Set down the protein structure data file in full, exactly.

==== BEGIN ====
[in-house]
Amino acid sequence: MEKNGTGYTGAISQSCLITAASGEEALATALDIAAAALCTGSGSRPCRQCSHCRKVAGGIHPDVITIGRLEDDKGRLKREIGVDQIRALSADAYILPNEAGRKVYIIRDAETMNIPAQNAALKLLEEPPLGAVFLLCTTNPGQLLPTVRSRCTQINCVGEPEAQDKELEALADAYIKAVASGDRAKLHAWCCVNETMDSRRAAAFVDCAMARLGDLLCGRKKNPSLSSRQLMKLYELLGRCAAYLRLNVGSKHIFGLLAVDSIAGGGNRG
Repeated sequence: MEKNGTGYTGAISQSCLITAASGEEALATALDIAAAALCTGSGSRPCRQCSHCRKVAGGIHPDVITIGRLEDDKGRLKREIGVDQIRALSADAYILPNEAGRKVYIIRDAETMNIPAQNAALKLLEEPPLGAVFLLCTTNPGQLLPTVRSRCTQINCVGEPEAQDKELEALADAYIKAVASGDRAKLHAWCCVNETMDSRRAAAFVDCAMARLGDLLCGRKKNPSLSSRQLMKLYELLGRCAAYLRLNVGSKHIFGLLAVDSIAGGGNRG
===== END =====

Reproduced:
[in-house]
Amino acid sequence: MEKNGTGYTGAISQSCLITAASGEEALATALDIAAAALCTGSGSRPCRQCSHCRKVAGGIHPDVITIGRLEDDKGRLKREIGVDQIRALSADAYILPNEAGRKVYIIRDAETMNIPAQNAALKLLEEPPLGAVFLLCTTNPGQLLPTVRSRCTQINCVGEPEAQDKELEALADAYIKAVASGDRAKLHAWCCVNETMDSRRAAAFVDCAMARLGDLLCGRKKNPSLSSRQLMKLYELLGRCAAYLRLNVGSKHIFGLLAVDSIAGGGNRG
Repeated sequence: MEKNGTGYTGAISQSCLITAASGEEALATALDIAAAALCTGSGSRPCRQCSHCRKVAGGIHPDVITIGRLEDDKGRLKREIGVDQIRALSADAYILPNEAGRKVYIIRDAETMNIPAQNAALKLLEEPPLGAVFLLCTTNPGQLLPTVRSRCTQINCVGEPEAQDKELEALADAYIKAVASGDRAKLHAWCCVNETMDSRRAAAFVDCAMARLGDLLCGRKKNPSLSSRQLMKLYELLGRCAAYLRLNVGSKHIFGLLAVDSIAGGGNRG